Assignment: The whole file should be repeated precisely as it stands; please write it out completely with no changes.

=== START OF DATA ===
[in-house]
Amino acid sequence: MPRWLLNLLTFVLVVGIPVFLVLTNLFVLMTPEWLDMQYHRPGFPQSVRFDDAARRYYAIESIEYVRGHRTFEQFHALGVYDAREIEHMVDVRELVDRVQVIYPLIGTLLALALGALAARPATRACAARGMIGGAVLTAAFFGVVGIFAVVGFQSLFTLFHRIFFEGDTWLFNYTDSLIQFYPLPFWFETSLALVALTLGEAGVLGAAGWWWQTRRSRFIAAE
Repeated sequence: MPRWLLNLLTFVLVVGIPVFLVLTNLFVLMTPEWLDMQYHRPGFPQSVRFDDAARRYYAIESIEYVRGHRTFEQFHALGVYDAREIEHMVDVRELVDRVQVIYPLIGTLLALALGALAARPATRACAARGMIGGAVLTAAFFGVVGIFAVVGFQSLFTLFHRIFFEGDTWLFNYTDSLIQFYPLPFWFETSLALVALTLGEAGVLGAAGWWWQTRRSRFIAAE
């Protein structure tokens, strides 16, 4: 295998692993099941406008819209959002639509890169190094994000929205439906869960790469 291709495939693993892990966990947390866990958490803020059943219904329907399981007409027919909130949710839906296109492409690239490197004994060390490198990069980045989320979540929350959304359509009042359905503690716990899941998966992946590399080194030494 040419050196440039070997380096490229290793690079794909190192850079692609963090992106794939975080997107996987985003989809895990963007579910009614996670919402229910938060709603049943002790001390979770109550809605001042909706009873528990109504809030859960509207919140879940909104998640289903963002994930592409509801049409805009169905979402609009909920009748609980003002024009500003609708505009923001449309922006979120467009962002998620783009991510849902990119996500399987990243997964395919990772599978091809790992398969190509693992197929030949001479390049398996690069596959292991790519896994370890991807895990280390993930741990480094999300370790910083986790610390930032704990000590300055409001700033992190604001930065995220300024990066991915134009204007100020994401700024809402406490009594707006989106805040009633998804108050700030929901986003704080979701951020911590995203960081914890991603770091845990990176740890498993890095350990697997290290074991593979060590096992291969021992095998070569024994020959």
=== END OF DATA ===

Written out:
[in-house]
Amino acid sequence: MPRWLLNLLTFVLVVGIPVFLVLTNLFVLMTPEWLDMQYHRPGFPQSVRFDDAARRYYAIESIEYVRGHRTFEQFHALGVYDAREIEHMVDVRELVDRVQVIYPLIGTLLALALGALAARPATRACAARGMIGGAVLTAAFFGVVGIFAVVGFQSLFTLFHRIFFEGDTWLFNYTDSLIQFYPLPFWFETSLALVALTLGEAGVLGAAGWWWQTRRSRFIAAE
Repeated sequence: MPRWLLNLLTFVLVVGIPVFLVLTNLFVLMTPEWLDMQYHRPGFPQSVRFDDAARRYYAIESIEYVRGHRTFEQFHALGVYDAREIEHMVDVRELVDRVQVIYPLIGTLLALALGALAARPATRACAARGMIGGAVLTAAFFGVVGIFAVVGFQSLFTLFHRIFFEGDTWLFNYTDSLIQFYPLPFWFETSLALVALTLGEAGVLGAAGWWWQTRRSRFIAAE
């Protein structure tokens, strides 16, 4: 295998692993099941406008819209959002639509890169190094994000929205439906869960790469 291709495939693993892990966990947390866990958490803020059943219904329907399981007409027919909130949710839906296109492409690239490197004994060390490198990069980045989320979540929350959304359509009042359905503690716990899941998966992946590399080194030494 040419050196440039070997380096490229290793690079794909190192850079692609963090992106794939975080997107996987985003989809895990963007579910009614996670919402229910938060709603049943002790001390979770109550809605001042909706009873528990109504809030859960509207919140879940909104998640289903963002994930592409509801049409805009169905979402609009909920009748609980003002024009500003609708505009923001449309922006979120467009962002998620783009991510849902990119996500399987990243997964395919990772599978091809790992398969190509693992197929030949001479390049398996690069596959292991790519896994370890991807895990280390993930741990480094999300370790910083986790610390930032704990000590300055409001700033992190604001930065995220300024990066991915134009204007100020994401700024809402406490009594707006989106805040009633998804108050700030929901986003704080979701951020911590995203960081914890991603770091845990990176740890498993890095350990697997290290074991593979060590096992291969021992095998070569024994020959």